The St. Francis School Board Dec. 12 finalized the 2017 property tax levy without changes from the proposed levy it set in September.
Months ago, the board approved the maximum levy, which amounts to $11.74 million, a 3.67 percent increase from the 2016 levy of $11.32 million.
More than half of the anticipated 3.67 percent increase is attributed to St. Francis’ new partnership with Northeast Metro Intermediate School District 916, according to Scott Nelson, director of business services.
St. Francis is one of 14 member districts that utilizes 916 programming for special education services, among others.
“We send only the very, very highest-need, lowest-incidence kids to 916,” Superintendent Troy Ferguson said.
Intermediate school districts do not have levying authority, so their costs are borne by member districts.
“We knew that it would be an expense,” Ferguson said, but the costs are in all likelihood lower than they would be to run programming for the population of students with high-need, low-incidence disabilities independently, he added.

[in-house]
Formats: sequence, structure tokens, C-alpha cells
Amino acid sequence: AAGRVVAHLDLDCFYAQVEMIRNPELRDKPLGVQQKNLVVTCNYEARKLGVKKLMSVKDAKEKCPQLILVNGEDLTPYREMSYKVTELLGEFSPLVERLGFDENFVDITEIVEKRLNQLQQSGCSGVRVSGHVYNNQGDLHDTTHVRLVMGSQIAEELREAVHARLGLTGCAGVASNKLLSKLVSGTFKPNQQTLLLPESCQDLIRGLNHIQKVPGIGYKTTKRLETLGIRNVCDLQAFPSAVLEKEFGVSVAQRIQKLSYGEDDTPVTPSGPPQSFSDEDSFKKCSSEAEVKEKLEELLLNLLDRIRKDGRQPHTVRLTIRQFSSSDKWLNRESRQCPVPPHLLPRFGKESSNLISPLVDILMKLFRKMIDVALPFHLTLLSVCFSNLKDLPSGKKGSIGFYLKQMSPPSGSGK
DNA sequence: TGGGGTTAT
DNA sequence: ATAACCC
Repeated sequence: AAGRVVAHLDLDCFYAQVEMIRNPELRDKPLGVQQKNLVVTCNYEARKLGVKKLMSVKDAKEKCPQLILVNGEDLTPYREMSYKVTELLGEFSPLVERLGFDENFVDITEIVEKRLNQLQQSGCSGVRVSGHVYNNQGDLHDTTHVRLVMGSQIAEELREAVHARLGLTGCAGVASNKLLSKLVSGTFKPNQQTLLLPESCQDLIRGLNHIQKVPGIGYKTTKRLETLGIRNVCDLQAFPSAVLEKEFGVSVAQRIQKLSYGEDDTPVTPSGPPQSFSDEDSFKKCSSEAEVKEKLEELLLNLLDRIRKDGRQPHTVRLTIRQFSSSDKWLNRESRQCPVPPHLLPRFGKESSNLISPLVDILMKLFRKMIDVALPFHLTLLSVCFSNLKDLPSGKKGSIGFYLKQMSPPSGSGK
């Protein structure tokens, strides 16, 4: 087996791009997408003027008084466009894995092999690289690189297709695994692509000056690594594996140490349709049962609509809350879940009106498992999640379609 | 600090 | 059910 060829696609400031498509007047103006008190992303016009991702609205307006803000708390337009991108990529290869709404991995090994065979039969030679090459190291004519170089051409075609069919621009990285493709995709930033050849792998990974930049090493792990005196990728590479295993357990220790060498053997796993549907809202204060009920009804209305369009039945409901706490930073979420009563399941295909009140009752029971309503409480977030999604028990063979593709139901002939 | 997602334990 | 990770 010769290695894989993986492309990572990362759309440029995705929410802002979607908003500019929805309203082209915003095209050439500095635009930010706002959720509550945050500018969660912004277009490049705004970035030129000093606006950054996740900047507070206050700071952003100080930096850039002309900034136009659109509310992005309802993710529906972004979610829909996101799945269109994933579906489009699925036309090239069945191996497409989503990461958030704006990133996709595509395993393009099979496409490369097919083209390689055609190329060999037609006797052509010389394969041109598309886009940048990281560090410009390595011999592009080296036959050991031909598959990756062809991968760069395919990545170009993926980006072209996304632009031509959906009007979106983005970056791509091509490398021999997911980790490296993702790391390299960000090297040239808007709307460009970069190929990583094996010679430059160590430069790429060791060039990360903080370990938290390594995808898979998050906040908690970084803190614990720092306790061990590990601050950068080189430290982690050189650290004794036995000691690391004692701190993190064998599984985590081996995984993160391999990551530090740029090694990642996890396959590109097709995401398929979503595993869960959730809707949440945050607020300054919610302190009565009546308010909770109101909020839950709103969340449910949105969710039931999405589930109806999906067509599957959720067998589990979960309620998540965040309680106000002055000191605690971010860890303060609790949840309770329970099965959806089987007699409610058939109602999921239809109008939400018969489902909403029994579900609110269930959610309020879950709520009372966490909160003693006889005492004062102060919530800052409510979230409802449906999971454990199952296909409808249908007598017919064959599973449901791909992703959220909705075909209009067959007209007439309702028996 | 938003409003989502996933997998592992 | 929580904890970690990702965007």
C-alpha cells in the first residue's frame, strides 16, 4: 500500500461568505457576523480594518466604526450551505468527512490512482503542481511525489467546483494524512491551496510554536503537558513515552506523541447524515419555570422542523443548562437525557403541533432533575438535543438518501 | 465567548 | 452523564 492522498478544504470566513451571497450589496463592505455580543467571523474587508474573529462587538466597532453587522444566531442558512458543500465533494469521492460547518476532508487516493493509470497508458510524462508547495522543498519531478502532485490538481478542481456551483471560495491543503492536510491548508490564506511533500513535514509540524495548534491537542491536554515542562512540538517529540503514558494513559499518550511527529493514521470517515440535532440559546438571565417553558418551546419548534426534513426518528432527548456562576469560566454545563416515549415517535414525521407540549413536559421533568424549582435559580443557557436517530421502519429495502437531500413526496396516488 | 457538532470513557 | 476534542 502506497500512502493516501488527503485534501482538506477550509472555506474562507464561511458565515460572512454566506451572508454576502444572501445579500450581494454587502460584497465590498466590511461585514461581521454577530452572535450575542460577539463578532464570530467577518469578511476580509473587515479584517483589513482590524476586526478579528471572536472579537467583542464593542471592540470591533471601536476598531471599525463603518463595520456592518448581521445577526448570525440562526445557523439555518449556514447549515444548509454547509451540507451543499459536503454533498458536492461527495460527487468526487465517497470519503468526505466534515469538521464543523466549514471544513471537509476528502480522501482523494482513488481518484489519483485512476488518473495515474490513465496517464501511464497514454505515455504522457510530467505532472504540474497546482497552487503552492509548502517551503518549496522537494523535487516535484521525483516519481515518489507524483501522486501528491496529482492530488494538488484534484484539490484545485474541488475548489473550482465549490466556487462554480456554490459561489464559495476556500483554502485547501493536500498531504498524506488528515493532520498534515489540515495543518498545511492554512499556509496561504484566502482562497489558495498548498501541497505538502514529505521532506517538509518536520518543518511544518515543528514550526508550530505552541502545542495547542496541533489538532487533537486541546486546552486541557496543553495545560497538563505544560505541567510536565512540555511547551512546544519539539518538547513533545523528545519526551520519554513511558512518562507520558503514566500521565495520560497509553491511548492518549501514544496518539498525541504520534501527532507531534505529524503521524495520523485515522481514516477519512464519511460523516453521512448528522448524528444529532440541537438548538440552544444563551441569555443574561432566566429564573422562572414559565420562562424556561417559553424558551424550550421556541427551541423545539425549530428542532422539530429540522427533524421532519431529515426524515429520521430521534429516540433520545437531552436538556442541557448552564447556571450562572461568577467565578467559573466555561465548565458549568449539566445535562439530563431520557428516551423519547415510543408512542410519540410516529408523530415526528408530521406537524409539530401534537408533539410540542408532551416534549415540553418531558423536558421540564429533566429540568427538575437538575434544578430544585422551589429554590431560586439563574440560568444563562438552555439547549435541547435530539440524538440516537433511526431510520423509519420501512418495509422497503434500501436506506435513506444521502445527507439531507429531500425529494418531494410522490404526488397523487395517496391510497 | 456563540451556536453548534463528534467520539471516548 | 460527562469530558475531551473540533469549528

“It cuts down the costs immensely,” Nelson said.
St. Francis will collect approximately $220,000 for 916 in 2017 through capital lease and safe schools levy categories.
Another large levy increase can be attributed to growing long-term facilities and maintenance revenue, approved by the Legislature in 2015.
Funding will jump from $193 per pupil unit in fiscal year 2017 to $292 per pupil unit in fiscal year 2018, part of a plan to phase in long-term facilities revenue. A final jump to $380 per pupil unit is slated to occur in fiscal year 2019.
Collecting nearly $600,000 in additional long-term facilities maintenance revenue this year will help keep the district’s $100 million in buildings in good shape, Nelson said.
“This (money) is basically bringing our systems up to speed,” he said.
The board unanimously approved the 2017 property tax levy. Board Member Suzanne Erkel was absent for the vote.
The average home in the district has a taxable market value of $182,800, according to Jodie Raymond, property tax manager in Anoka County. The owner of such a home will owe an estimated $737 in school district property taxes in 2017.